Ultrasound radiation force-based methods can quantitatively evaluate tissue viscoelastic material properties. One of the limitations of the current methods is neglecting the inherent anisotropy nature of certain tissues. To explore the phenomenon of anisotropy in a laboratory setting, we created two phantom designs incorporating fibrous and fishing line material with preferential orientations. Four phantoms were made in a cube-shaped mold; both designs were arranged in multiple layers and embedded in porcine gelatin using two different concentrations (8%, 14%). An excised sample of pork tenderloin was also studied. Measurements were made in the phantoms and the pork muscle at different angles by rotating the phantom with respect to the transducer, where 0and 180were defined along the fibers, and 90and 270across the fibers. Shear waves were generated and measured by a Verasonics ultrasound system equipped with a linear array transducer. For the fibrous phantom, the mean and standard deviations of the shear wave speeds along (0) and across the fibers (90) with 8% gelatin were 3.60 ± 0.03 and 3.18 ± 0.12 m s-1 and with 14% gelatin were 4.10 ± 0.11 and 3.90 ± 0.02 m s-1. For the fishing line material phantom, the mean and standard deviations of the shear wave speeds along (0) and across the fibers (90) with 8% gelatin were 2.86 ± 0.20 and 2.44 ± 0.24 m s-1 and with 14% gelatin were 3.40 ± 0.09 and 2.84 ± 0.14 m s-1. For the pork muscle, the mean and standard deviations of the shear wave speeds along the fibers (0) at two different locations were 3.83 ± 0.16 and 3.86 ± 0.12 m s-1 and across the fibers (90) were 2.73 ± 0.18 and 2.70 ± 0.16 m s-1, respectively. The fibrous and fishing line gelatin-based phantoms exhibited anisotropy that resembles that observed in the pork muscle.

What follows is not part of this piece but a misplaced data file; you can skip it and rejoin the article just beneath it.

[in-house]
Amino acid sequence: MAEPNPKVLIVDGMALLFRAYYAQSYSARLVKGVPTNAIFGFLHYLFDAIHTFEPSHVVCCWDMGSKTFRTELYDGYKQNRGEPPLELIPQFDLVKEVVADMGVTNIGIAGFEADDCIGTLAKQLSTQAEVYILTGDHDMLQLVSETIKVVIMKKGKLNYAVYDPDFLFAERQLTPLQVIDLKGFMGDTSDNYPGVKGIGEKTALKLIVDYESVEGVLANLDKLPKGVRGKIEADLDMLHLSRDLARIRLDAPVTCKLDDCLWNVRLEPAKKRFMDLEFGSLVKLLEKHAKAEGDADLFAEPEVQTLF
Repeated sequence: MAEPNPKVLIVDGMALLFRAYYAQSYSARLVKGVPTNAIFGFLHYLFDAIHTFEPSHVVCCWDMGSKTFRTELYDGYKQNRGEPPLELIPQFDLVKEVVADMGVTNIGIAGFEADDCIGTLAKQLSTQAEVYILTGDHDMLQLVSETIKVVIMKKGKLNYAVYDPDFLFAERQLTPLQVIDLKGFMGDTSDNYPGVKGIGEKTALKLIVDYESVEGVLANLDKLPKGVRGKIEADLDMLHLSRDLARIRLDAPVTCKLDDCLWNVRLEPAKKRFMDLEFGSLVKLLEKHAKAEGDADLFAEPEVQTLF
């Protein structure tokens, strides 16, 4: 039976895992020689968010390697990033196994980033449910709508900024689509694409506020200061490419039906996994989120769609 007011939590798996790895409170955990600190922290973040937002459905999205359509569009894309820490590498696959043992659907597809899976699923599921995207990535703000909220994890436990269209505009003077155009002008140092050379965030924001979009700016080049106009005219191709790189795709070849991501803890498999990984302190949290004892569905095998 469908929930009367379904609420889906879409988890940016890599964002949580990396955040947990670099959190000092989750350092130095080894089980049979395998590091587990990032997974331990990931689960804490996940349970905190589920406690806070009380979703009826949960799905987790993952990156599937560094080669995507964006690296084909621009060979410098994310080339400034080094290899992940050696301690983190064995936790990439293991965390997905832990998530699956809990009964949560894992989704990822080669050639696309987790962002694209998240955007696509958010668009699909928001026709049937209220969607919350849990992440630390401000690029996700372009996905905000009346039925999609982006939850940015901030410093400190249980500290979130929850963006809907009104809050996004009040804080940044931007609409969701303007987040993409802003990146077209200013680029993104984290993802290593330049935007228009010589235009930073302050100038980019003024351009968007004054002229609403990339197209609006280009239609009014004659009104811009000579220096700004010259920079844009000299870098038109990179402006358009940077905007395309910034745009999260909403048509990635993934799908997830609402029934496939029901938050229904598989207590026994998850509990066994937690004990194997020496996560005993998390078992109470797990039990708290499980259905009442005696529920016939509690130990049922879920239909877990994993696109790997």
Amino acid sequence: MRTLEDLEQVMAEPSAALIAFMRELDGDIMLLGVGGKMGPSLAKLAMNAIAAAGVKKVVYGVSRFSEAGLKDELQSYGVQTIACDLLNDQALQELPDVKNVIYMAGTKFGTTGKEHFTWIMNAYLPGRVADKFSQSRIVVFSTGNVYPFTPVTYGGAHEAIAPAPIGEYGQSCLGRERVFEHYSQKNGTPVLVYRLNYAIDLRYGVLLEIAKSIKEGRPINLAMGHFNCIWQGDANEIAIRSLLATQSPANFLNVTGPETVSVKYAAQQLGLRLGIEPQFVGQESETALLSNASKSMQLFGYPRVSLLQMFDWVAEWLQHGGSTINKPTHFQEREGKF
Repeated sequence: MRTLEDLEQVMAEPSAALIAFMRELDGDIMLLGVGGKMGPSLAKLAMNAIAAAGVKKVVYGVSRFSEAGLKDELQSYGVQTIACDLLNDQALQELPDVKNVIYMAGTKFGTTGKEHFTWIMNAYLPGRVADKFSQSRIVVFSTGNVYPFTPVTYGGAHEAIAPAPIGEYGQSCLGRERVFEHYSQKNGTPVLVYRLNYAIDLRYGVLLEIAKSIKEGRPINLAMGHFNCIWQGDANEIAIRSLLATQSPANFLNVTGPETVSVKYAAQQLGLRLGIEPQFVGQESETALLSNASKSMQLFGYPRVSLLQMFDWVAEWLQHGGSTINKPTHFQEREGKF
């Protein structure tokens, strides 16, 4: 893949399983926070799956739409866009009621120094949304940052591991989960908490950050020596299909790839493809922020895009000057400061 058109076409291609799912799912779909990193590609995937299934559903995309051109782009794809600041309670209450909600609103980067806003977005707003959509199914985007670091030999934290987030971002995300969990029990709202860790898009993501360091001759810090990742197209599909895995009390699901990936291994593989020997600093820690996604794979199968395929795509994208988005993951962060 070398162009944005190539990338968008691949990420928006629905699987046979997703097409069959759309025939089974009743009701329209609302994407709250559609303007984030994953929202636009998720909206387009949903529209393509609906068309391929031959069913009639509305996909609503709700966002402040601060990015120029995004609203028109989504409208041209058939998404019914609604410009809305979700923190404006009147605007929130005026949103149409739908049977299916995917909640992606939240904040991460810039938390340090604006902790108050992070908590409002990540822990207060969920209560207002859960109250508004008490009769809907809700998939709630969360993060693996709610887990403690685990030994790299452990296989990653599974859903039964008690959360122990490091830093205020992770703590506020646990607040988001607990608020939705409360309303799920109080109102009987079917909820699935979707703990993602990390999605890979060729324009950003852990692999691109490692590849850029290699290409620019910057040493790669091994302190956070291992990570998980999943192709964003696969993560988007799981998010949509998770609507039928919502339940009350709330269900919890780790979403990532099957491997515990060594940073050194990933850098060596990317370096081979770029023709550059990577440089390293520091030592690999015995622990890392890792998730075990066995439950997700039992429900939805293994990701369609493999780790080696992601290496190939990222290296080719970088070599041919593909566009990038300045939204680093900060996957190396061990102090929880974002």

- acoustic radiation force
- shear wave imaging
- transverse isotropy
ASJC Scopus subject areas
- Radiological and Ultrasound Technology
- Radiology Nuclear Medicine and imaging